Stoke on Trent CC, DJ Rank, 25th February 2017
The Claimant brought a claim in the MOJ Portal but failed to provide the Defendant's name in the CNF. The Defendant's name had not been provided at the scene. The Defendant Insurer rejected the CNF for incomplete information on it. The Defendant's name is a mandatory field.
The Claimant then issued Part 7 proceedings and the claim settled by way of Part 36 offer. Costs went to Detailed Assessment. On Provisional Assessment the court found that the Claimant was in breach of the Portal Protocol, and restricted the Claimant to Portal costs. However, the Claimant applied for Oral Review, arguing it was not their fault that they had failed to provide this mandatory information, and they had made good efforts to settle the claim after the claim left the Portal and before proceedings were issued, which should count in their favour.
The court found there was a breach of the Portal Protocol, and went on to consider whether to exercise their discretion under CPR 45.24(2)(b).
The court agreed with the Defendant that they could not use hindsight and speculation, per Tennant v Cottrell and Dawrant v Part & Parcel Network. Thus what happened after the Portal breach was irrelevant.
The court agreed with the non-binding finding in Raja v Day & MIB, that the default position on the finding of a breach was that Portal costs should apply. The court found there were no exceptional circumstances which would justify a change from the default position. There were well-established ways of finding out the Defendant's details.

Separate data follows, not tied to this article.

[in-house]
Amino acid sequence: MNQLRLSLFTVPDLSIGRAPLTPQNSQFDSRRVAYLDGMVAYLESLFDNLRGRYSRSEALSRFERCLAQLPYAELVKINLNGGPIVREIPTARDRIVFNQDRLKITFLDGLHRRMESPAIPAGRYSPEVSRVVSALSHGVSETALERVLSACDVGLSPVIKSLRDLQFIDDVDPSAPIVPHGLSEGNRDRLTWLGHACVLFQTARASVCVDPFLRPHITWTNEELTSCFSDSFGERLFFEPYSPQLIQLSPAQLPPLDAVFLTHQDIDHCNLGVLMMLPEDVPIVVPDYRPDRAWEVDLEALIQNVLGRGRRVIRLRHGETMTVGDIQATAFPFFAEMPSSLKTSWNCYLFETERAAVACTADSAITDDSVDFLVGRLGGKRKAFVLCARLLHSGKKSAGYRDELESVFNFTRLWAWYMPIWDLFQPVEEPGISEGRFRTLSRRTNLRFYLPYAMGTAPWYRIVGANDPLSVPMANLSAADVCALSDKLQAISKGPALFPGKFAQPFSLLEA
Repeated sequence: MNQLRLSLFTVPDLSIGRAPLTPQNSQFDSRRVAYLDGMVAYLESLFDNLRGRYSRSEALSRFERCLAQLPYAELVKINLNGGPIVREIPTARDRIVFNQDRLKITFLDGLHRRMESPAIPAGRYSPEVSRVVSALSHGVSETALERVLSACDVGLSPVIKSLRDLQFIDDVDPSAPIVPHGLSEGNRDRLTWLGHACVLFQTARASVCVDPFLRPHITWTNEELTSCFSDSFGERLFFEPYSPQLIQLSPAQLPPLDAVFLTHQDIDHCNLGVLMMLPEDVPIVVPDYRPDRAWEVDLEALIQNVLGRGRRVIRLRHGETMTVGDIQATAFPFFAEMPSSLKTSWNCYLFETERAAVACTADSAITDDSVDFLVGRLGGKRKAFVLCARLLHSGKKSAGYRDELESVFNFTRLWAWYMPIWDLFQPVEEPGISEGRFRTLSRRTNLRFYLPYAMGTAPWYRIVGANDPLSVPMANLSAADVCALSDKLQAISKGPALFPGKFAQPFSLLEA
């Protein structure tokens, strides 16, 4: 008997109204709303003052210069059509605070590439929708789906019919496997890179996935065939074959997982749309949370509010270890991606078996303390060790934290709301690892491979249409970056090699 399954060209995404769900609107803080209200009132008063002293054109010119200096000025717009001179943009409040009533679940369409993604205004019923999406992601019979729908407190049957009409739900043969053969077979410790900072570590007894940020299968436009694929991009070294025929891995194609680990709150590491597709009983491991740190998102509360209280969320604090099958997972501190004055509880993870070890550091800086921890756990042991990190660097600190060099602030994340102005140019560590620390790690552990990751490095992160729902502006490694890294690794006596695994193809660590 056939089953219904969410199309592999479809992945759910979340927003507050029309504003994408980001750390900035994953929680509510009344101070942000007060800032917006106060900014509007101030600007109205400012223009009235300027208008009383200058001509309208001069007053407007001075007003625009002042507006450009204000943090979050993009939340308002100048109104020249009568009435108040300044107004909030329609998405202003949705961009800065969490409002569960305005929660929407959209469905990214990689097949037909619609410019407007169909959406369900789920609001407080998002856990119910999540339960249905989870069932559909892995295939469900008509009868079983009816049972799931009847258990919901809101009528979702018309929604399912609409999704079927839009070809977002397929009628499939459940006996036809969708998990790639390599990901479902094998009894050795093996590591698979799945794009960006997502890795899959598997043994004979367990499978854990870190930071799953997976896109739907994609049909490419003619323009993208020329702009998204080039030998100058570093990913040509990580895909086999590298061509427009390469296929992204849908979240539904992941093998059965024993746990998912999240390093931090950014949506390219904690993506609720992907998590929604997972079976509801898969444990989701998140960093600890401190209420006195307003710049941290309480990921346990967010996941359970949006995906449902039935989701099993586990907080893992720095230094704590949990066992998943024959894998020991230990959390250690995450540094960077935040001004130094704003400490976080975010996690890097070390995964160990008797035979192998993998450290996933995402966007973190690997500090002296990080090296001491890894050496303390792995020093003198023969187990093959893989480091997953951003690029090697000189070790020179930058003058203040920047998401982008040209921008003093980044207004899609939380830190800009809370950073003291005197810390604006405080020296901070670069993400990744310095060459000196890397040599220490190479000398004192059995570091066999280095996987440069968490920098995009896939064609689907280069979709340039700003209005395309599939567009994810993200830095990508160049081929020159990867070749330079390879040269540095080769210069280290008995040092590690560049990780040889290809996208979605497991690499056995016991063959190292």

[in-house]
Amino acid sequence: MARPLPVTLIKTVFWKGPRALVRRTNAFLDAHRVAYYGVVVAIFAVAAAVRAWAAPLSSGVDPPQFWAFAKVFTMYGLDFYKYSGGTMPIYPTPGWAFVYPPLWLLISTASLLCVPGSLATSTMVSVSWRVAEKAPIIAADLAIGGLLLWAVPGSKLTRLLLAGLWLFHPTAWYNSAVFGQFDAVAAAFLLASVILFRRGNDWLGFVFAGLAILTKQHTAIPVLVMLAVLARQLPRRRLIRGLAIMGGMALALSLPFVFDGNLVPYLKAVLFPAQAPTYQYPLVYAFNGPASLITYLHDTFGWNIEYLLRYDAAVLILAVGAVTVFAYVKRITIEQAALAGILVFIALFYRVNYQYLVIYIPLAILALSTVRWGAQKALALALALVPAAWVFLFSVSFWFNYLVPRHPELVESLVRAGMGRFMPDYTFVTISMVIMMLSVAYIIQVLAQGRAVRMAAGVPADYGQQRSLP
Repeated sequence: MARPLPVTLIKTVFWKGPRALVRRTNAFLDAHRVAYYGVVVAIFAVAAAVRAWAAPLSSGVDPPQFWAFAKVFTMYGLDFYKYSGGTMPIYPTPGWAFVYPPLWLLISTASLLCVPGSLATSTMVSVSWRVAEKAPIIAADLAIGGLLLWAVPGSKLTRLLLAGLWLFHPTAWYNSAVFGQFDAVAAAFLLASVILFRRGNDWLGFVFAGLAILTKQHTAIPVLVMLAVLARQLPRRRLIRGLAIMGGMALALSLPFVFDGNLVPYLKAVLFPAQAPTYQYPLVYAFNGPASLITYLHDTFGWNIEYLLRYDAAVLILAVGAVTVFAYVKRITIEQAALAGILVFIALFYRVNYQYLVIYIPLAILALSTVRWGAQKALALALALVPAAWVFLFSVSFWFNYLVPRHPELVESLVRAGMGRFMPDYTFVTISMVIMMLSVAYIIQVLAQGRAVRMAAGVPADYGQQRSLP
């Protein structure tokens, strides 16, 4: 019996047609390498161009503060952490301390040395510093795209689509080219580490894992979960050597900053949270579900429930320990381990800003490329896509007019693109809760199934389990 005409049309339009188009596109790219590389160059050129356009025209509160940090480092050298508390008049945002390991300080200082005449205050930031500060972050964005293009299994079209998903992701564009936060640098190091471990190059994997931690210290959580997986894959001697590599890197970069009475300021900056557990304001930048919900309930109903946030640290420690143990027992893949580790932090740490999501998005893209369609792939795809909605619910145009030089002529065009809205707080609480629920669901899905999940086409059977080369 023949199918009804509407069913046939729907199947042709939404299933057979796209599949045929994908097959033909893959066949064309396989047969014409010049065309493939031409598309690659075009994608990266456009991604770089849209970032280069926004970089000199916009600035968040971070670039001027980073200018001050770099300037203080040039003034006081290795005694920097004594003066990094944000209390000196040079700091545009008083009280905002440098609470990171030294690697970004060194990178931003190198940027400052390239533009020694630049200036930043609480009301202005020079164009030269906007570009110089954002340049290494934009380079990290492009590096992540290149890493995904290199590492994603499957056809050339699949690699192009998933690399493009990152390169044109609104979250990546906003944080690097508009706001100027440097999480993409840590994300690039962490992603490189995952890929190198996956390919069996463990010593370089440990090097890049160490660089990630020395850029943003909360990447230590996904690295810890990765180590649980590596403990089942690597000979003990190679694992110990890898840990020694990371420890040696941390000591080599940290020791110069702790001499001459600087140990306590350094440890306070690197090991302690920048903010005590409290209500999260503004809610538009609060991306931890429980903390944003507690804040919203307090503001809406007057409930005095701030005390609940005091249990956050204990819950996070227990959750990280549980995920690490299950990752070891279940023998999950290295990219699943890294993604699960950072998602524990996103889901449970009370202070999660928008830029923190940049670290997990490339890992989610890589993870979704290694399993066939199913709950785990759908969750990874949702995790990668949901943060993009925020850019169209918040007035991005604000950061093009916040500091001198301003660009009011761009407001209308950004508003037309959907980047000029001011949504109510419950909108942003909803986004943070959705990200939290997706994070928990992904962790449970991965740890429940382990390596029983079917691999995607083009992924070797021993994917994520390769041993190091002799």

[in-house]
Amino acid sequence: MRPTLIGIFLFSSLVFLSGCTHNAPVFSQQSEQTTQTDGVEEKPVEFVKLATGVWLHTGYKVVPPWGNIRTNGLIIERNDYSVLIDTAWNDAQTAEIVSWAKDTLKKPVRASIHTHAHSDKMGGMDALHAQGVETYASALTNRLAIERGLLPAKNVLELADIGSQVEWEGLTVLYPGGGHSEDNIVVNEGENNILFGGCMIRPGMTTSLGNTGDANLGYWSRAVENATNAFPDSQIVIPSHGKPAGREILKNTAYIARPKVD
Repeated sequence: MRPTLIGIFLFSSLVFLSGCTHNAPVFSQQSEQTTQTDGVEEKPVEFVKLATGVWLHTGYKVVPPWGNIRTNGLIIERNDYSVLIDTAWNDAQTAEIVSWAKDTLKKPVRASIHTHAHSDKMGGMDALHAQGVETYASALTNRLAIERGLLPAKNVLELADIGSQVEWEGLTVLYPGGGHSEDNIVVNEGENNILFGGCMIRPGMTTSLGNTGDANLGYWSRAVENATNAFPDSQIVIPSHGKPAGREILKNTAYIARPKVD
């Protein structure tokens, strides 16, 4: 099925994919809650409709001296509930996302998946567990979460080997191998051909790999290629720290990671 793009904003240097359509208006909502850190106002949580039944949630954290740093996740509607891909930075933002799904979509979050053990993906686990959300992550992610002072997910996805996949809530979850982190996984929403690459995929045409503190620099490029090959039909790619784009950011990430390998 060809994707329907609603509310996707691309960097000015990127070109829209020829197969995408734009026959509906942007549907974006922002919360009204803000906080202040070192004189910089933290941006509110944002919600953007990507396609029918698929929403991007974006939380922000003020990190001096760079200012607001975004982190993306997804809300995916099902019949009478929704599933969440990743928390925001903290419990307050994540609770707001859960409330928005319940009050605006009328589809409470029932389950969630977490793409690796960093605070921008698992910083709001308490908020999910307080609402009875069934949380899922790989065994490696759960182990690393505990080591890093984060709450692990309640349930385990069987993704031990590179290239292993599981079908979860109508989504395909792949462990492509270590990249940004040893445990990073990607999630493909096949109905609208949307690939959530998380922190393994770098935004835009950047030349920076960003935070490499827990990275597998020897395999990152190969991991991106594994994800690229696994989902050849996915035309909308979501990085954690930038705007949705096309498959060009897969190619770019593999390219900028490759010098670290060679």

The court also considered the fact that the claim had settled by way of a Part 36 offer, but rejected the Claimant's argument that this precluded an award under CPR 45.24(2). DJ Rank relied on the judgment of Lord Justice Moore-Bick in Solomon v Cromwell in this regard and quoted him at  thus:
"If the appellants' argument were correct, the acceptance of a Part 36 offer would always result in an order for costs on the standard basis in low-value road traffic accident cases. That would undermine the fixed costs regime and provide a powerful incentive for defendants not to make Part 36 offers in such cases..."
In the absence of any exceptional circumstances which would justify departing from the established default position, the court found that they would restrict the Claimant to Portal costs.
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There are not many cases of claims coming out of the Portal because of lack of information on the CNF, so this is a particularly useful case.
Note that there is no test of reasonableness in CPR 45.24(2)(a) as there is in CPR 45.24(2)(b). Thus even though the Claimant had ostensibly a good reason for not completing one of the mandatory fields, it could not and did not avail him.
The rule in CPR 45.24(2)(a) only requires the Defendant to have rejected the claim because of INSUFFICIENT information. There is no requirement for the missing information to be mandatory. However, there is a curious further Portal provision at para 6.8 of the RTA Protocol, which provides that where a Defendant considers inadequate MANDATORY information has been provided, that shall be a valid reason for the Defendant to decide that the claim should no longer continue under the Protocol. There is no assessment of the reasonableness or not of the Defendant anywhere in CPR 45.24, there is no weighing of each party's behaviour, so it is unclear why this rule exists. In practice, it seems to operate to strengthen a Defendant's position when seeking an order under CPR 45.24(2)(a) where the insufficient information arises from a missing or incomplete mandatory field. However it does appear to some litigants into thinking that there is a benefit in trying to establish that a Defendant's decision to reject a CNF was invalid. Time will tell. Watch this space!